It was an unfortunate albeit serendipitous development for Dr. Kate Leonard, a young Canadian archaeologist who was due to ﬂy into Fiji on February 20th, 2016. On that day, Winston, a category 5 cyclone, had arrived, wreaking devastation the Fiji islanders had never witnessed in their lifetimes, and hoped never to see again. Indeed, it was recorded as the most powerful cyclone to have ever impacted the southern hemisphere, and the second strongest on a global scale. Leonard saw herself stranded in Melbourne, Australia, waiting for the brunt of the storm to pass before she could continue on to her destination. Leonard’s pending departure was part of an ambitious global project she hatched to volunteer her knowledge and skills to work at no less than 12 projects in 12 countries in 12 months. Fiji was to be her third stop on her globe-trotting worldwide archaeology project, what she has called Global Archaeology: A Year of Digs. Now, after completing one month of work in Tasmania, she was looking forward to her newly assigned tasks with the Archaeology Department at the Fiji Museum in Suva on the island of Viti Levu, Fiji’s biggest island.
But after ﬁnally arriving on the 22nd, it didn’t take a rocket scientist to ﬁgure out that all her original plans for work on Fiji would be radically changed. As the Fiji Museum was a government organization, the devastation turned the plans and work schedule of the museum’s Archaeology Department on its head. Her initial ﬂight across the country told the story.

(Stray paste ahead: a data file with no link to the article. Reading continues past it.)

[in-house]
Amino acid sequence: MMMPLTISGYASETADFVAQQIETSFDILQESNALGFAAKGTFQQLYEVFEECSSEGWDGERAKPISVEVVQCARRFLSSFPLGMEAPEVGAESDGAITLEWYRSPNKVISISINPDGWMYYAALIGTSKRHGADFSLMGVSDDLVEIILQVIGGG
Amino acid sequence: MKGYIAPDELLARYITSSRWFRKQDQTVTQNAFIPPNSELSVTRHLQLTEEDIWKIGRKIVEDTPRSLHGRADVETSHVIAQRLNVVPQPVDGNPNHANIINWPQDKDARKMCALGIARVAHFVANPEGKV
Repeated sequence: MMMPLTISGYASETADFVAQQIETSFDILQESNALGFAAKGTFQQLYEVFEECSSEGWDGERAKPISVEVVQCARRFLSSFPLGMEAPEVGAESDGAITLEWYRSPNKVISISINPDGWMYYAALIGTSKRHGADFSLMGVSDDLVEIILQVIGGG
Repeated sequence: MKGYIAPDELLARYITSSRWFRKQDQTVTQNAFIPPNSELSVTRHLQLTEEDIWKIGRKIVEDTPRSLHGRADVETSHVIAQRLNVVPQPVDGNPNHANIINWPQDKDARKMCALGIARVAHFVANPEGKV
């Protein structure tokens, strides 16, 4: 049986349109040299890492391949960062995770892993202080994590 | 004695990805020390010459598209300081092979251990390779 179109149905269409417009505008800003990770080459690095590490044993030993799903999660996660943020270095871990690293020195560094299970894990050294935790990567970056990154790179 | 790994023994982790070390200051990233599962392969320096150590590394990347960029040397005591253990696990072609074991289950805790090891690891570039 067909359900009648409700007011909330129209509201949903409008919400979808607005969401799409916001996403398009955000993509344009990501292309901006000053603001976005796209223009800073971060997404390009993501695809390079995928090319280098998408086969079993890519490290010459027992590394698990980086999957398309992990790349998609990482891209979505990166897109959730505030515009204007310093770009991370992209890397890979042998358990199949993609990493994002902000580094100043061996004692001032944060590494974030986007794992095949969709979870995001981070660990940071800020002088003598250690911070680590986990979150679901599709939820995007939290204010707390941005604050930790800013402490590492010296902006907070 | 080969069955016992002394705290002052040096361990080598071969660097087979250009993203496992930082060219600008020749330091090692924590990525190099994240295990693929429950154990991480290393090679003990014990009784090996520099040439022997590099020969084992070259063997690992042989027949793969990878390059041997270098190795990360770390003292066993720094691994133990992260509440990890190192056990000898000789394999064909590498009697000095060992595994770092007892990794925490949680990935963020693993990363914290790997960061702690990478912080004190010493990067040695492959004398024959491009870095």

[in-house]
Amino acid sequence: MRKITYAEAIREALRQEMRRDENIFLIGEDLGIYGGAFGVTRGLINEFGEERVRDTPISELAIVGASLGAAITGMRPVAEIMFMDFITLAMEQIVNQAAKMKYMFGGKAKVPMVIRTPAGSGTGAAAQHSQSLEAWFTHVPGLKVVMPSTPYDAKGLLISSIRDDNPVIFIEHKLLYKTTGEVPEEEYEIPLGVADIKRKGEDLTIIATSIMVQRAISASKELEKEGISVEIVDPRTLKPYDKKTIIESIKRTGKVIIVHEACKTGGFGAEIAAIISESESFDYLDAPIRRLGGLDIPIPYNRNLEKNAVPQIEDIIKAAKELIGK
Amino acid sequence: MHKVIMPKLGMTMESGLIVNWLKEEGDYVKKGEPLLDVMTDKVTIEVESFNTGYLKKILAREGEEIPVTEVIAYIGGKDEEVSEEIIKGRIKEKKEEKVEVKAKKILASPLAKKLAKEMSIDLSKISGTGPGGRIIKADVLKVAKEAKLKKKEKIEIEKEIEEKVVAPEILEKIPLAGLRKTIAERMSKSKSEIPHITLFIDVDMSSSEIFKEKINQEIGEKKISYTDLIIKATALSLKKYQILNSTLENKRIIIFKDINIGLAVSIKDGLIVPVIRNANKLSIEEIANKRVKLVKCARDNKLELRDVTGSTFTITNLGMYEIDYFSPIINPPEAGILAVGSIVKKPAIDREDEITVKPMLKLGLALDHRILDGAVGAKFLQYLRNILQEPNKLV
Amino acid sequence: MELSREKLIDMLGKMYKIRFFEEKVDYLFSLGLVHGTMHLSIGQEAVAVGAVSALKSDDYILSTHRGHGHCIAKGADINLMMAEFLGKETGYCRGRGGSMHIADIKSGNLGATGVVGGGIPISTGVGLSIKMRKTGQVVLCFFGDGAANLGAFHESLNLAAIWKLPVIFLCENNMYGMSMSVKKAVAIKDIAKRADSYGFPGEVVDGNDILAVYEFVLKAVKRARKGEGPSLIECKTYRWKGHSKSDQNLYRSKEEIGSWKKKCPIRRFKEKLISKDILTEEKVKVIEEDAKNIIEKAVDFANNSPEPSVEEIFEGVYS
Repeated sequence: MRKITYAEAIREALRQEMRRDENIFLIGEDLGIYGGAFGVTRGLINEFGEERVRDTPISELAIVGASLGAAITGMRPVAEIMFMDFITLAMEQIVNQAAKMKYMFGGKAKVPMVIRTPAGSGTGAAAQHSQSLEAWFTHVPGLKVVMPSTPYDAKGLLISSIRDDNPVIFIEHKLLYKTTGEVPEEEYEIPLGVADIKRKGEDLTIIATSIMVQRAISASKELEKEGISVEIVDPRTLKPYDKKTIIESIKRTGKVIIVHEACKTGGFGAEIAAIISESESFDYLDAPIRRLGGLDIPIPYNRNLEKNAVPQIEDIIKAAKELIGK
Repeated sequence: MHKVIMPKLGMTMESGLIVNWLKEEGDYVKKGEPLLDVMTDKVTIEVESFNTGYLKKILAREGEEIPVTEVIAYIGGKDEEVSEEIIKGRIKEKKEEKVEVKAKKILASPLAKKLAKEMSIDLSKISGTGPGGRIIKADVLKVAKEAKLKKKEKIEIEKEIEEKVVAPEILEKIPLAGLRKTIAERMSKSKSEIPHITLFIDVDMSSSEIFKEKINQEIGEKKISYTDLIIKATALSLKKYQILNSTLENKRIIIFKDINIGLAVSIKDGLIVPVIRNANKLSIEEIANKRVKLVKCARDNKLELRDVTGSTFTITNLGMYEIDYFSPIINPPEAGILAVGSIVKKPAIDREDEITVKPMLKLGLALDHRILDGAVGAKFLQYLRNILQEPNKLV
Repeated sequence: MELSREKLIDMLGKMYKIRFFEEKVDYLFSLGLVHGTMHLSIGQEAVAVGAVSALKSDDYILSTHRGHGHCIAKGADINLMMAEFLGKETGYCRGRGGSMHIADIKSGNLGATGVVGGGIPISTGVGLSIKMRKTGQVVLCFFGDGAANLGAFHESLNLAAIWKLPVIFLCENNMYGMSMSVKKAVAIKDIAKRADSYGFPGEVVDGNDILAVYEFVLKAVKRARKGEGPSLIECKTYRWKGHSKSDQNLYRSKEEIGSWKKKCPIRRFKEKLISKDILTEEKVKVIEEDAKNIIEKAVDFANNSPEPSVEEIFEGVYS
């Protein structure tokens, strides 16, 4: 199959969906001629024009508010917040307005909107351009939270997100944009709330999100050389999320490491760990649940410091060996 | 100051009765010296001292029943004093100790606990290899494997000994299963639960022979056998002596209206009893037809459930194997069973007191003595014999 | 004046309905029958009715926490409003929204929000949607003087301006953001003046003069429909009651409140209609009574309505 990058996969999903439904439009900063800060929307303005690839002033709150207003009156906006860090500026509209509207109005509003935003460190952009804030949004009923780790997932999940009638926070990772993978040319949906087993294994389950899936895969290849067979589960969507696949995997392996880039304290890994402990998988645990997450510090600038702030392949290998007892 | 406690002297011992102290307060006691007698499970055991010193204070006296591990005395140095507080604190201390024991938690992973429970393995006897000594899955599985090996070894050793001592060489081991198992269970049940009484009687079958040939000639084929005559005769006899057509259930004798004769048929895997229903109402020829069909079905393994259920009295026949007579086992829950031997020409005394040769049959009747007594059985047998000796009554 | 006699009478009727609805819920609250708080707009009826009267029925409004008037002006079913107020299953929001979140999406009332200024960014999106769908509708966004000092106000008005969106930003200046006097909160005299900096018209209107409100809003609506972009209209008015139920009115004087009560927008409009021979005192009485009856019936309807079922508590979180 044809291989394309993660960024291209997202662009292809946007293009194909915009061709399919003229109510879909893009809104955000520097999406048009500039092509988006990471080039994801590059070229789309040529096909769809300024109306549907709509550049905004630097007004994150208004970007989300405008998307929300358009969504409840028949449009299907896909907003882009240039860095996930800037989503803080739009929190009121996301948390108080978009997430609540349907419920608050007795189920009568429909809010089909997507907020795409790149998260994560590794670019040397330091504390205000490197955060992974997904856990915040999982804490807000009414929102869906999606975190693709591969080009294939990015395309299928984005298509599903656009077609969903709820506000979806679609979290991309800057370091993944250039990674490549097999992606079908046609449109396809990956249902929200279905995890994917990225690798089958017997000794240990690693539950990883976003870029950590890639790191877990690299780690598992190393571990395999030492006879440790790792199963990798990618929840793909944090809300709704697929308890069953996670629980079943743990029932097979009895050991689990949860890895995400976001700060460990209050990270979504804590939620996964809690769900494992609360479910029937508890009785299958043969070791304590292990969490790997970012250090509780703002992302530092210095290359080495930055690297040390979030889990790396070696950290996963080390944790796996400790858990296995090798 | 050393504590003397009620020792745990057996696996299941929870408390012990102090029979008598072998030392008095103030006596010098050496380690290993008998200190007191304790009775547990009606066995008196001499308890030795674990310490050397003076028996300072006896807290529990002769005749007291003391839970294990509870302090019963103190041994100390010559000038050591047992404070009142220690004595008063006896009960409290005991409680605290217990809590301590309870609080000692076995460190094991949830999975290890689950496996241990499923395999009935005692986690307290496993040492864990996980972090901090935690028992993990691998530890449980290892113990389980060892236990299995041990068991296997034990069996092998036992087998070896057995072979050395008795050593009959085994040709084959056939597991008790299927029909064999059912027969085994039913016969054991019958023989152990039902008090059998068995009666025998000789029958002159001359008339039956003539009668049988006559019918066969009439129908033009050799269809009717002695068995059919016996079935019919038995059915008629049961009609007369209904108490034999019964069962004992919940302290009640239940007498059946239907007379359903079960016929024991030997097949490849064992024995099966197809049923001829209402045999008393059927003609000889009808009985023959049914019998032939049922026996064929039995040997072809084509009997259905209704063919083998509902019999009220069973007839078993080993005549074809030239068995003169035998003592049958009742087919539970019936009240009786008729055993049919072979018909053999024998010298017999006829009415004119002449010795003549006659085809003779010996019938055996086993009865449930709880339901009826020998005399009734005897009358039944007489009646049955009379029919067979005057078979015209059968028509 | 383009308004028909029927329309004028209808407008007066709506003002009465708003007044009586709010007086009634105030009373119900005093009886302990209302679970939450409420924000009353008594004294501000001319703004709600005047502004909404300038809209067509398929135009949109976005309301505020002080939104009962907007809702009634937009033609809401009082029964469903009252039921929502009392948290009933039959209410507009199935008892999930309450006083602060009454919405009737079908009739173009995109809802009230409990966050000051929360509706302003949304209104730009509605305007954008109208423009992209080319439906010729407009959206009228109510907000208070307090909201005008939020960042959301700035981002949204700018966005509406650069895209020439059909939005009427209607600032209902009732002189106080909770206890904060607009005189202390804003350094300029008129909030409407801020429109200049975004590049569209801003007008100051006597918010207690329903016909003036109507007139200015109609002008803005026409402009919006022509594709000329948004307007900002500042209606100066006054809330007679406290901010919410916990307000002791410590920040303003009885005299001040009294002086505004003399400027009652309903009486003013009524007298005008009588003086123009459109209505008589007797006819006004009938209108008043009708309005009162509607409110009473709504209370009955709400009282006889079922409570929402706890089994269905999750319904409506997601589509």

“From the air it looked like giant hands had pressed down pockets of trees in the forests,” said Leonard. “There was ﬂooding everywhere and the rivers had burst their banks. Once I reached Suva everything was uncertain. The electricity was still coming on and off and the country had been put into a state of emergency by the government. Many homes and livelihoods on the islands north of Viti Levu were lost and the death count a week after the cyclone approached 50.”